Contribute a peace of the pie

Mother’s Day is Sunday, and the Eighth Annual Mother’s Day National Action Day is tomorrow, Friday May 11.

Peacebuilding is 1% of U.S. budgetIn 1870, Julia Ward Howe, a Unitarian Universalist, launched a campaign to promote an annual Mother’s Day devoted not to candy and flowers but to disarmament. She placed her trust in mothers as peace activists.

The Peace Alliance recommends that on Mother’s Day National Action Day, women strive to make peace a piece of the pie. Check out their suggestions for what you can do to promote peace tomorrow and every day.

Do this on behalf of the child victims of war. Children are dying horrific deaths daily in many parts of the world, often from drone attacks launched by the United States, or from weapons bought from the US.  They lose their limbs and eyesight, as well as their families and neighbors. Children are forced to live as refugees from the wars that devastate their lands.

Mother’s Day is a good day to remember those children and to take action to stop the carnage.

Honor your mother, your grandmother, your wife, or your sister this Mother’s Day by joining the Mother’s Day National Action. Finally, please view a superb documentary on the aftereffects of war.

Kathie Malley-Morrison, Professor of Psychology

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5 Responses to Contribute a peace of the pie

  1. Gold Dust Twin says:

    The documentary, Remnants of War, features de-miners who risk their lives daily in the search for rusty but still deadly unexploded bombs. In France, it is estimated that to clear the land totally will take not seven years, not seventy years, but seven hundred years. What a daunting, hopeless task! What struck me about these courageous, dedicated, seemingly above and beyond ordinary human beings was their humanity, in that they could still joke and laugh.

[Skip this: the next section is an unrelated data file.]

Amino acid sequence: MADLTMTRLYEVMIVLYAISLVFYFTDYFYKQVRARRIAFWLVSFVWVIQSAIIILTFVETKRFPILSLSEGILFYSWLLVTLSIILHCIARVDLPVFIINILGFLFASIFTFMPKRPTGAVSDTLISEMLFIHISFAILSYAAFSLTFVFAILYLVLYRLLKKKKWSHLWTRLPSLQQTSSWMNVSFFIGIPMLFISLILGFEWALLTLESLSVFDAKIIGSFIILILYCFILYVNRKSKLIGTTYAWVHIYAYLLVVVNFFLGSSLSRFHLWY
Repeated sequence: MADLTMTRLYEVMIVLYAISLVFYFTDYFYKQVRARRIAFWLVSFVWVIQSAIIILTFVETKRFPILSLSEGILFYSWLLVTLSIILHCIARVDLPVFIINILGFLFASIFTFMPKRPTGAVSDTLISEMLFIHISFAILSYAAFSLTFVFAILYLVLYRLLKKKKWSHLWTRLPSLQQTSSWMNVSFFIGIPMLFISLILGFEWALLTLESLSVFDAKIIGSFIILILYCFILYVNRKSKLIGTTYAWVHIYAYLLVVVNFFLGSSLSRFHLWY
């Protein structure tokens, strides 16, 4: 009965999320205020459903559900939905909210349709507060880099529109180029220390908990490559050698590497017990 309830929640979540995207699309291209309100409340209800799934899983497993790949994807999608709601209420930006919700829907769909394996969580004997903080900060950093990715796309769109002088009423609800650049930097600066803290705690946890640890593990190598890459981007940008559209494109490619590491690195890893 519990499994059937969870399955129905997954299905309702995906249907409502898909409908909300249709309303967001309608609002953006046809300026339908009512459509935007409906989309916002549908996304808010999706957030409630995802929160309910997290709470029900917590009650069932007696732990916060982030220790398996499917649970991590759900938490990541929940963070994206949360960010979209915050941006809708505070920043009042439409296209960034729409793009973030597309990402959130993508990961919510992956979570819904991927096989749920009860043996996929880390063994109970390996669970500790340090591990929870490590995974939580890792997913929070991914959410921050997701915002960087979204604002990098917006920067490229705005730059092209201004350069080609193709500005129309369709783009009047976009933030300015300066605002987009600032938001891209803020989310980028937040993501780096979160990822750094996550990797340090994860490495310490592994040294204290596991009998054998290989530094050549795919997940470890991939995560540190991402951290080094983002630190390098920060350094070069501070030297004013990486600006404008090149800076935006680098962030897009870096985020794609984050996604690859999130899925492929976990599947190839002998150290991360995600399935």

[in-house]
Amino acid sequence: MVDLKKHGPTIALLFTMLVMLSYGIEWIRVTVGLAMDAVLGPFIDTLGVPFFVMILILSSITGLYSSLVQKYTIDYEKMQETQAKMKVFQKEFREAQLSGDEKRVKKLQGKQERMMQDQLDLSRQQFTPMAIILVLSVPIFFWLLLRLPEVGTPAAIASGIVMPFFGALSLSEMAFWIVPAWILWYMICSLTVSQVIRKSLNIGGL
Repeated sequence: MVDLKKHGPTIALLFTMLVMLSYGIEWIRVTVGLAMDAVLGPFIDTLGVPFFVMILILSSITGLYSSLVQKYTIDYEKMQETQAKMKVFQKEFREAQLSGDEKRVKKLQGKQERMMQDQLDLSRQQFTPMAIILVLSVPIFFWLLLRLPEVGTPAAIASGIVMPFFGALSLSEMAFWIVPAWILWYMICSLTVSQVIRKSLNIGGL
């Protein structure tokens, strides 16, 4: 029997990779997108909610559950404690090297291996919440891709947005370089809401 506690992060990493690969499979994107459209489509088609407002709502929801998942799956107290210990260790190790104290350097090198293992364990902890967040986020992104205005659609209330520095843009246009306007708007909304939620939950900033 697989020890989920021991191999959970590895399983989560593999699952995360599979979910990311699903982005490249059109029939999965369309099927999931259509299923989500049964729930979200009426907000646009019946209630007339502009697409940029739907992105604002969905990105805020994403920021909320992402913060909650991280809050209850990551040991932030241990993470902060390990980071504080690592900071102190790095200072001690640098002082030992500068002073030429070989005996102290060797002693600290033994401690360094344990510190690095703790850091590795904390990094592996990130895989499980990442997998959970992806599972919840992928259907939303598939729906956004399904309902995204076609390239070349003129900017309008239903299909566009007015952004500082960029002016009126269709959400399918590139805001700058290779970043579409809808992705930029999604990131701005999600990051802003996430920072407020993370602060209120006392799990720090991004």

2. Barbara says:

    When I saw the statue of a woman in the foreground of a cemetery displaying a multitude of crosses, I was reminded of a play by Aristophanes about the women of ancient Greece. Lysistrata persuaded women to withhold sexual privileges from their husbands and lovers as a means of forcing the men to negotiate peace. We can only pray that it isn’t too late to take action all these centuries later.

  3. Krista Lee says:

    I find it appalling, but not surprising, that the largest portion of the federal budget is allocated to Defense. That in itself sends a message about American values. I understand the importance of maintaining the ability to defend in our turbulent world; however, what message is our country sending by only allotting one percent of government funds to Peacekeeping? This striking contrast alone should be enough to spring us into action. Don’t we all want the bigger slice of cake?

    • Brian says:

      I certainly agree; I don’t know anyone who would agree that this is how the ridiculous amount of money under the control of our government should be allocated. I don’t know what exactly falls under the umbrella of “peacekeeping” in this instance, but I think it is clear from a comparison of the percentages that we could use A BIT more of it when compared to things like “defense.” Nothing about that graph should sit well with any US citizen that is not entirely indoctrinated into a blind belief in the superiority and infallibility of military-oriented leadership. Clearly we need a serious adjustment of our priorities. We should not wonder why we seem to be in a perpetual state of geopolitical unrest when we see that this is where our emphasis lies.